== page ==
One of the best known Israeli writers to emerge in the 1990s is Etgar Keret (1967-), whose stories, children’s books, and graphic novels have been extremely popular. His short-short stories, collected in Bus Driver Who Wanted to Be God and Other Stories and The Nimrod Flipout: Stories, are filled with cynicism, humor, irony, sexuality, and Israeli pop culture.
Deftly evoking Jewish life in Iran in Persian Brides and Iranian families in Israel in Strand of a Thousand Pearls, Dorit Rabinyan‘s (1972-) lyrical novels offer rich emotional portraits of family life, especially the psychological and emotional dimensions of female characters.
Sayed Kashua (1975-) is a writer and journalist whose work focuses on Palestinian life in contemporary Israel. His first novel, Dancing Arabs, features the protagonist’s struggles as he moves from childhood and adulthood and navigates Palestinian and Israeli culture.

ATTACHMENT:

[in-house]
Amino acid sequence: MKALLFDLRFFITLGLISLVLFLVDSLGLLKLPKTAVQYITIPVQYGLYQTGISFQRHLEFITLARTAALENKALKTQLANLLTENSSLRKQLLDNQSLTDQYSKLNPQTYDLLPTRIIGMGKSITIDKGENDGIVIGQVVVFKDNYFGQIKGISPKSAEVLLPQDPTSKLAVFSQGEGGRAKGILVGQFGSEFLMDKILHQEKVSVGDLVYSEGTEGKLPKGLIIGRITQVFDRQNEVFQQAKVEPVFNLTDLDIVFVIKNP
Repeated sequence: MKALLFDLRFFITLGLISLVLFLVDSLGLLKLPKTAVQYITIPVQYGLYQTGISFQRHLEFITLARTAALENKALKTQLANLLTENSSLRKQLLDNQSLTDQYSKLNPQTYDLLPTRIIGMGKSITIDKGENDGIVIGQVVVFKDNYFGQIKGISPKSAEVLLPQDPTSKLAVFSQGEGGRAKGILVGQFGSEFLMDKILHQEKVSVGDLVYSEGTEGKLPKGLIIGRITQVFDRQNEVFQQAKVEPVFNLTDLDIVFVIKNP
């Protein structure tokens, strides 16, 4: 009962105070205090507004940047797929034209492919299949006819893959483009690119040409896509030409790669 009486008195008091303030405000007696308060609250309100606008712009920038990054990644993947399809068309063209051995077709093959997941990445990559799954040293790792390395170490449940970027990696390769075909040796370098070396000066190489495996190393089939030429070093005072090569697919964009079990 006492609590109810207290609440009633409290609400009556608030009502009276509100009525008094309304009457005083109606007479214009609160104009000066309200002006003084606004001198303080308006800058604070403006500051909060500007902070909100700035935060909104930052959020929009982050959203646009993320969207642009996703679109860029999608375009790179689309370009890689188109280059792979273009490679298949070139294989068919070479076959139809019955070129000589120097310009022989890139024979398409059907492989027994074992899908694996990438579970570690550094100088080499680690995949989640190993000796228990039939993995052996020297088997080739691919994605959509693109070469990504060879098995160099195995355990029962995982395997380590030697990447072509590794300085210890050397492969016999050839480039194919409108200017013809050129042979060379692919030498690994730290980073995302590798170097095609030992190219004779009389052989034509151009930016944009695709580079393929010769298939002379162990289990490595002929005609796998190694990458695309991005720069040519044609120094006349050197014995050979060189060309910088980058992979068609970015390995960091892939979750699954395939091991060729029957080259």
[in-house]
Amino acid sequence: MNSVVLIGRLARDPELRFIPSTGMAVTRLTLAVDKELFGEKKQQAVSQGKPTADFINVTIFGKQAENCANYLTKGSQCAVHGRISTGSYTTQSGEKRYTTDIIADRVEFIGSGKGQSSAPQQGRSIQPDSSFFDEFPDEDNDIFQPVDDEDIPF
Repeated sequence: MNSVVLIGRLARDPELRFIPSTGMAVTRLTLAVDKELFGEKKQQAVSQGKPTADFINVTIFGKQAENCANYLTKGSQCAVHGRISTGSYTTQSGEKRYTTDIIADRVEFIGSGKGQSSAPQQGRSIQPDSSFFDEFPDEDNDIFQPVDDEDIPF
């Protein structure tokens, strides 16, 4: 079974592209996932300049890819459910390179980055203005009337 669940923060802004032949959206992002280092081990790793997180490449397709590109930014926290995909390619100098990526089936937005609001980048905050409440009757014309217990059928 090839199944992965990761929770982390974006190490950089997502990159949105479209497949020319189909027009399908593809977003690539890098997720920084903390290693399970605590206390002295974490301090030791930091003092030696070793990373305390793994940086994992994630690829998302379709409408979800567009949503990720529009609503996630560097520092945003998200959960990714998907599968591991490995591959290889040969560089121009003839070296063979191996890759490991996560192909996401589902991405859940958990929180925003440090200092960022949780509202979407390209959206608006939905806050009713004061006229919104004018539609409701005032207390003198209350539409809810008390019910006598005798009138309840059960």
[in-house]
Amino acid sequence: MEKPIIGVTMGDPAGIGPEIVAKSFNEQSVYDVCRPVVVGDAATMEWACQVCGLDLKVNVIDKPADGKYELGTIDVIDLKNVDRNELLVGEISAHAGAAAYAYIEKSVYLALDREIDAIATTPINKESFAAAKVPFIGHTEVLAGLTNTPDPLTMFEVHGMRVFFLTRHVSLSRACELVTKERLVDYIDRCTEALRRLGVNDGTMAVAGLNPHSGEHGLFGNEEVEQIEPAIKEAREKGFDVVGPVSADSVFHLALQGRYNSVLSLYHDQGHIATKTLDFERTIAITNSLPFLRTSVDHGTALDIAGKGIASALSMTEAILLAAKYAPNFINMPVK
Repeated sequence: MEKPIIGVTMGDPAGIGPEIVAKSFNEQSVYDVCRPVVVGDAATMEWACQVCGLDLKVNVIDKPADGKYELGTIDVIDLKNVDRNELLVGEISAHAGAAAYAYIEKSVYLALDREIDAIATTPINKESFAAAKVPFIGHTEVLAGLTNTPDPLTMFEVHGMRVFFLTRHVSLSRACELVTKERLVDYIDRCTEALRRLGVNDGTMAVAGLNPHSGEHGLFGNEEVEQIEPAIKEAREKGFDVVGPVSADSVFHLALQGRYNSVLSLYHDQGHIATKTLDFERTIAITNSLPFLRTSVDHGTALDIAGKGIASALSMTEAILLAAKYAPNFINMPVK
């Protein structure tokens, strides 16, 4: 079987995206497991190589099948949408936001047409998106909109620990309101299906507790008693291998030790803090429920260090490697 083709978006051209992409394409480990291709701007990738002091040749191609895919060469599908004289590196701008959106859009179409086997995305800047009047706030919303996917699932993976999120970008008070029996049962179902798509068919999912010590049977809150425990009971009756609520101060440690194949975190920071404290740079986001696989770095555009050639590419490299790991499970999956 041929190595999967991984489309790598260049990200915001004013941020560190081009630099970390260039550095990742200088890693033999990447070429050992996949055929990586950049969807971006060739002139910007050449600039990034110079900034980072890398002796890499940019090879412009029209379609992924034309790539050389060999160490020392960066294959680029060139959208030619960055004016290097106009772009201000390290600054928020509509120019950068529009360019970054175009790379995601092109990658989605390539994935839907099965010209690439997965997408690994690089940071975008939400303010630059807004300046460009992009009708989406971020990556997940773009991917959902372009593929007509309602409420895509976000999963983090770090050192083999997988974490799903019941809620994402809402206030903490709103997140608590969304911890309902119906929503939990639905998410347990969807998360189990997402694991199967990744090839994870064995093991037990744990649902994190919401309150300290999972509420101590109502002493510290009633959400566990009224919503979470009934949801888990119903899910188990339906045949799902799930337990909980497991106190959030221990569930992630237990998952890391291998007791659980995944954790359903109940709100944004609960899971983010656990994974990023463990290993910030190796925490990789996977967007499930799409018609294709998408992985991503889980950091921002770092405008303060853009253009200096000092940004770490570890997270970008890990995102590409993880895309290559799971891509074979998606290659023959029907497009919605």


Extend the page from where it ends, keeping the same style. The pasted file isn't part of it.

There are many more Hebrew writers who could be added to this diverse list, and many others who will hopefully be translated into English in the near future. Other rich sources of Hebrew literature in translation include the many anthologies of prose, such as the classic Modern Hebrew Literature and the more recent Oxford Book of Hebrew Short Stories, as well as collections of poetry, like The Penguin Book of Hebrew Verse, The Modern Hebrew Poem Itself and The Defiant Muse: Hebrew Feminist Poems From Antiquity to the Present.
Pronounced: tah-MOOZ (oo as in boot), Origin: Hebrew, Jewish month that usually coincides with June or July.
Pronounced: yuh-HOO-dah or yuh-hoo-DAH (oo as in boot), Origin: Hebrew, Judah, one of Joseph’s brothers in the Torah.